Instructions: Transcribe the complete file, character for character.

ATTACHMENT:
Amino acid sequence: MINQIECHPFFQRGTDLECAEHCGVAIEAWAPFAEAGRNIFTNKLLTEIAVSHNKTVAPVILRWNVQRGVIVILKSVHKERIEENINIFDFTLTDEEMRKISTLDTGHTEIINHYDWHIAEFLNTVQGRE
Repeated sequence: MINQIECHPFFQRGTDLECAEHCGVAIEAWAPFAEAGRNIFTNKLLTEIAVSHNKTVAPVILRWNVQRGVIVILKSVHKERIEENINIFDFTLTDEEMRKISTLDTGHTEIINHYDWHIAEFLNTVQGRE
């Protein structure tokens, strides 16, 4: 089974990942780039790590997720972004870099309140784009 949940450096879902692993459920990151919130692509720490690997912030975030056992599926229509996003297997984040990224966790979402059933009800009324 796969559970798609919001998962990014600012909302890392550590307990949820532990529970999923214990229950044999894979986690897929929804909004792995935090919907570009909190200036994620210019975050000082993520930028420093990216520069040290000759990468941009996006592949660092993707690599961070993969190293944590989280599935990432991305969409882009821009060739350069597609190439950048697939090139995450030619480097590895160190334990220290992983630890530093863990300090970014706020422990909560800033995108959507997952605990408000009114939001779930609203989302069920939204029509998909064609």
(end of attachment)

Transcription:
Amino acid sequence: MINQIECHPFFQRGTDLECAEHCGVAIEAWAPFAEAGRNIFTNKLLTEIAVSHNKTVAPVILRWNVQRGVIVILKSVHKERIEENINIFDFTLTDEEMRKISTLDTGHTEIINHYDWHIAEFLNTVQGRE
Repeated sequence: MINQIECHPFFQRGTDLECAEHCGVAIEAWAPFAEAGRNIFTNKLLTEIAVSHNKTVAPVILRWNVQRGVIVILKSVHKERIEENINIFDFTLTDEEMRKISTLDTGHTEIINHYDWHIAEFLNTVQGRE
């Protein structure tokens, strides 16, 4: 089974990942780039790590997720972004870099309140784009 949940450096879902692993459920990151919130692509720490690997912030975030056992599926229509996003297997984040990224966790979402059933009800009324 796969559970798609919001998962990014600012909302890392550590307990949820532990529970999923214990229950044999894979986690897929929804909004792995935090919907570009909190200036994620210019975050000082993520930028420093990216520069040290000759990468941009996006592949660092993707690599961070993969190293944590989280599935990432991305969409882009821009060739350069597609190439950048697939090139995450030619480097590895160190334990220290992983630890530093863990300090970014706020422990909560800033995108959507997952605990408000009114939001779930609203989302069920939204029509998909064609």